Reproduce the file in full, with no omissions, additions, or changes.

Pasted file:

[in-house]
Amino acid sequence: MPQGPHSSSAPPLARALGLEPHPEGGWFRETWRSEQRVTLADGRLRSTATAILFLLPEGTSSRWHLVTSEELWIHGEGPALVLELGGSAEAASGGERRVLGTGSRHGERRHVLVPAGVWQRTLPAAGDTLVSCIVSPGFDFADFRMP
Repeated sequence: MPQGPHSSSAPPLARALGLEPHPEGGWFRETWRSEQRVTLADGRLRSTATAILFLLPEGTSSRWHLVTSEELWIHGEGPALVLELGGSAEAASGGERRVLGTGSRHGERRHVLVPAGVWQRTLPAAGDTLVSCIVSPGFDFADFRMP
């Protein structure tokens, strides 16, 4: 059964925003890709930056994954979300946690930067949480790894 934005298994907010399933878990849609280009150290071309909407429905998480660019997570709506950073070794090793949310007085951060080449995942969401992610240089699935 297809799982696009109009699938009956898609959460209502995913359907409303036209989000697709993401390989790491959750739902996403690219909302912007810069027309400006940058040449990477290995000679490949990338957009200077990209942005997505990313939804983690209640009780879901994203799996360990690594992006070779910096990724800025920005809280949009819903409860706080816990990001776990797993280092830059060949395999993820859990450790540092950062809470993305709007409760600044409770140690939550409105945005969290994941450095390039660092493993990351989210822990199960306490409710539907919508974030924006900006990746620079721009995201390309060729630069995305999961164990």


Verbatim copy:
[in-house]
Amino acid sequence: MPQGPHSSSAPPLARALGLEPHPEGGWFRETWRSEQRVTLADGRLRSTATAILFLLPEGTSSRWHLVTSEELWIHGEGPALVLELGGSAEAASGGERRVLGTGSRHGERRHVLVPAGVWQRTLPAAGDTLVSCIVSPGFDFADFRMP
Repeated sequence: MPQGPHSSSAPPLARALGLEPHPEGGWFRETWRSEQRVTLADGRLRSTATAILFLLPEGTSSRWHLVTSEELWIHGEGPALVLELGGSAEAASGGERRVLGTGSRHGERRHVLVPAGVWQRTLPAAGDTLVSCIVSPGFDFADFRMP
């Protein structure tokens, strides 16, 4: 059964925003890709930056994954979300946690930067949480790894 934005298994907010399933878990849609280009150290071309909407429905998480660019997570709506950073070794090793949310007085951060080449995942969401992610240089699935 297809799982696009109009699938009956898609959460209502995913359907409303036209989000697709993401390989790491959750739902996403690219909302912007810069027309400006940058040449990477290995000679490949990338957009200077990209942005997505990313939804983690209640009780879901994203799996360990690594992006070779910096990724800025920005809280949009819903409860706080816990990001776990797993280092830059060949395999993820859990450790540092950062809470993305709007409760600044409770140690939550409105945005969290994941450095390039660092493993990351989210822990199960306490409710539907919508974030924006900006990746620079721009995201390309060729630069995305999961164990």